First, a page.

The possibility of selling our honey at a fair price is very important. The work it represents for our population, its collection and processing, can allow young people in our community to derive a decent and fair income. It is important that Tsatotaj continues to grow, both for the future of the young people and to strengthen issues related to our culture. We are seeing great interest in our culture in other parts of the world, which is bringing change as our community realises that our product deserves to be defended and that it can be taken to markets that value it.
Why is the kind of endurance, through food, important in your community?
A core part of Wichi is to continue going out to campear, which means to walk across our land looking for food. There is a great deal of knowledge that is passed on between generations about the countryside, and the links with our land, trees and the waters. This link guarantees tranquillity and peace, and the result is that we have a “Good Life”. That is why supporting honey collection reaffirms us as the Wichi people, especially in the face of the cultural homogenisation that globalisation brings. Defending honey collection is also defending our traditional culture, knowing how to recognise one’s own life and the ownership of the forest and oneself too, since this ownership is what gives us our identity.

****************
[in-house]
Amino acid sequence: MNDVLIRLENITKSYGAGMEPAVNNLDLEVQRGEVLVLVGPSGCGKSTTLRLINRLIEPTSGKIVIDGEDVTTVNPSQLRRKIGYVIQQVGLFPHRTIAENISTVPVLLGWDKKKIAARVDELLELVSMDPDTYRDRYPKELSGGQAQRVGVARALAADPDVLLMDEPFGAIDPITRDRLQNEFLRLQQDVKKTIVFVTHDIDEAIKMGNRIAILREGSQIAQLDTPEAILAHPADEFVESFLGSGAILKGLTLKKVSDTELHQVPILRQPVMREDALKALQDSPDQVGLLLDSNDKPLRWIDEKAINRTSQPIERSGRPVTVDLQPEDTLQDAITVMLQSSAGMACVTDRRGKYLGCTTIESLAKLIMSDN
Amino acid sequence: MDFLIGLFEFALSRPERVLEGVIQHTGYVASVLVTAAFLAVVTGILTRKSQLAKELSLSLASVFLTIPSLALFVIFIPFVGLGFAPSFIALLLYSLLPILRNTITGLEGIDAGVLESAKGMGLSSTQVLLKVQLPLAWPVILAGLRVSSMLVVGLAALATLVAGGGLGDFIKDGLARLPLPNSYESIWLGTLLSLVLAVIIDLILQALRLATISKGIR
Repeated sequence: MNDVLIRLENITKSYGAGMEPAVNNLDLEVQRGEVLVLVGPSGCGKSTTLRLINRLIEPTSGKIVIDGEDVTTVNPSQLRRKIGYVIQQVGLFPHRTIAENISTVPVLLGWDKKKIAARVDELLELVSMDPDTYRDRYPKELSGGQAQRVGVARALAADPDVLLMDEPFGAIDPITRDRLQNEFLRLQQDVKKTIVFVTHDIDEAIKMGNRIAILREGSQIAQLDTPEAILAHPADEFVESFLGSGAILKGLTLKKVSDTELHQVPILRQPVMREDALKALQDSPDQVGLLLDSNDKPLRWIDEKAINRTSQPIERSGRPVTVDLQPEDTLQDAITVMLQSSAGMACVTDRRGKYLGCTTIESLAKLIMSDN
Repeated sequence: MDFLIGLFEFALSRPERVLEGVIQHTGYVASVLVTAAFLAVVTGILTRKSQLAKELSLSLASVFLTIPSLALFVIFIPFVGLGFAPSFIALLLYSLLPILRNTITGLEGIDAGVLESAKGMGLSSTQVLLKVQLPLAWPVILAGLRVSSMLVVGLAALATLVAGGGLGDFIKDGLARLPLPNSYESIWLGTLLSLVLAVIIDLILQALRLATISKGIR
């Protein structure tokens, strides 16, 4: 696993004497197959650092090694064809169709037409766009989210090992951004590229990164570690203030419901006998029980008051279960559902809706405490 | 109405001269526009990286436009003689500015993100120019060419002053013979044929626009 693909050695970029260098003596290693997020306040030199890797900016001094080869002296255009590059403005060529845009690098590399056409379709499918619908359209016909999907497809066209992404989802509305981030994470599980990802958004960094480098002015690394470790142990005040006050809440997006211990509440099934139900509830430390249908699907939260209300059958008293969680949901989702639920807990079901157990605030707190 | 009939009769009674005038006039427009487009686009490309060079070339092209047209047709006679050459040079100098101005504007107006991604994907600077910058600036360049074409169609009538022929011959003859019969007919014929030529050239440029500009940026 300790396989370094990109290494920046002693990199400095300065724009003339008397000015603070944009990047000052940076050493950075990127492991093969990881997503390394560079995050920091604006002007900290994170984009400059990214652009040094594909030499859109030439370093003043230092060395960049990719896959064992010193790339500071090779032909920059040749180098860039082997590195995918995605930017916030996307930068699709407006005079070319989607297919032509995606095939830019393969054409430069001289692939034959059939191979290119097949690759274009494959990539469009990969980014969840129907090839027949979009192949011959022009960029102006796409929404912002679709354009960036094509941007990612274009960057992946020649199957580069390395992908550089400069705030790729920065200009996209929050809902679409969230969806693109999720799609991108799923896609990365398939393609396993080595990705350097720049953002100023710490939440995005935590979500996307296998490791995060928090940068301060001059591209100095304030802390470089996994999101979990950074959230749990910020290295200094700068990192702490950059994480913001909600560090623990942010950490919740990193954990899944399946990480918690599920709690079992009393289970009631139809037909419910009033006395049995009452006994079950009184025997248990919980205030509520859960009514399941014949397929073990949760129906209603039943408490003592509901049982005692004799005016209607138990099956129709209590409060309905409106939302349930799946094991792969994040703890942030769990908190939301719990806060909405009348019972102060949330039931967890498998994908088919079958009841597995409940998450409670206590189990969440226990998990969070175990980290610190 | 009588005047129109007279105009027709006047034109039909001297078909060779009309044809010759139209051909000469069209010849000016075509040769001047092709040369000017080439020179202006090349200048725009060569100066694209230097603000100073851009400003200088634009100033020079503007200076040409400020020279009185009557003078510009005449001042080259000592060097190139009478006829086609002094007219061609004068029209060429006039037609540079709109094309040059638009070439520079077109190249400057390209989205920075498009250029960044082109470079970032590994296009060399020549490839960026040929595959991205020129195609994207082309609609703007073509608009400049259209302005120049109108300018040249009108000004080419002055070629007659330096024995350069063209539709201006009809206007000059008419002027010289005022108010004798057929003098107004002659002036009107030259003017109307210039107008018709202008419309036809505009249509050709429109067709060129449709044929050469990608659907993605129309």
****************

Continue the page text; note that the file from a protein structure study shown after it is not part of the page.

* The Chaco Salteño is part of the Great American Chaco, the second largest tropical forest in the American continent after the Amazon. The forest extends over Bolivia, Paraguay, Argentina and a small part of Brazil.
The Wichi Wild Honey Slow Food Presidium is supported by the International Fund for Agricultural Development, through a project that aims to enable communities to defend and promote their gastronomic heritage. See more at www.slowfood.com
Save bees and farmers
Slow Food has joined a Europe-wide campaign aiming to ban pesticides, transform agriculture, save bees and conserve nature. In January, Slow Food along with partner organisations presented the European Citizens’ Initiative (ECI) Save Bees and Farmers by collecting signatures at the Wir Haben Es Satt! (We are fed up!) demonstration in Berlin, Germany.